my stepfather will not let my mothers surviving children see the will or share in the taking care of the urn also my mother suffered from dementia my stepfather had her signing papers while on meds I believe he deliberately wrote us out the will my mother always told me she had left me enough to be comfortable the rest of my life
Has a probate been opened in your mother's estate? If you are certain your mother had a will, the executor is obligated to provide you a copy because you are an heir at law. You have that right whether or not you are a beneficiary. If your mother's estate has not been probated, as an interested party you can file a petition for probate. Consult an attorney for a full explanation of your rights and options.
I am not your attorney. Avvo and its users acknowledge that no attorney-client relationship is established by using avvo.com. Nothing published in this website constitutes actual legal advice. You should consult with an attorney of your choice who has experience in your inquired field of law. If you are in California and have questions about estate planning, I'd be happy to receive your call.
You can always file a probate and then request he produce the will. He may wind up as the executor, but at least you will have him in front of the Court and bound to behave by the law. You probably should talk to a lawyer and get his or her insight into this situation.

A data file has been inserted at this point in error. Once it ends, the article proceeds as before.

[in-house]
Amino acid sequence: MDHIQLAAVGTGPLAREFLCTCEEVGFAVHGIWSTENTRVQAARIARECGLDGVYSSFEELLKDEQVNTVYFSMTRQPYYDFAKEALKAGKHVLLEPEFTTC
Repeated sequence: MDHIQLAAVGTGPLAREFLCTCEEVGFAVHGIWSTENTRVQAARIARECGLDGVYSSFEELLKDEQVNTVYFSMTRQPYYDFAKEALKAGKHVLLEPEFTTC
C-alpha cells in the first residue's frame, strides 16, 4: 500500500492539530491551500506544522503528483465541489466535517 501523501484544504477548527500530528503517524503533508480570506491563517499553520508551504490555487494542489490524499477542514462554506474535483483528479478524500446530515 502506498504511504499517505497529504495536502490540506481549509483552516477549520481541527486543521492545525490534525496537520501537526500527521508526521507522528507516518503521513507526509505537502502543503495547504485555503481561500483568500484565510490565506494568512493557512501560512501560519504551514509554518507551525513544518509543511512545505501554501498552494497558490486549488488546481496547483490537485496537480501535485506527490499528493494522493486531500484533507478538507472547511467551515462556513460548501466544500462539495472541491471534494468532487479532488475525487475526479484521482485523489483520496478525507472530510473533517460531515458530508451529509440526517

Every thing that I am saying here is my opinion and it is not based on any particular case. My response is just unsupported general information. If it helps you to resolve an issue that's great but do not rely on it as legal advice because it is not based on the facts in your case and it is not based on any specific legal research. Answering this question creates no relationship between the writer and reader of the writing. I am not your attorney now, nor have I been on the past. If you just want to comment please do that on AVVO where the price is $0.00. I do typically respond to all AVVO comments.
You are well served by discussing your detailed concerns with a local probate attorney. He or she can guide you through a series of questions/answers that will help you determine your best course of action.
This response is intended for informational purposes ONLY. It is not intended to be, and should not be construed as, legal advice to any person or in connection with any transaction. Always consult with an experienced attorney before engaging in any transaction that might involve the legal issues discussed herein.
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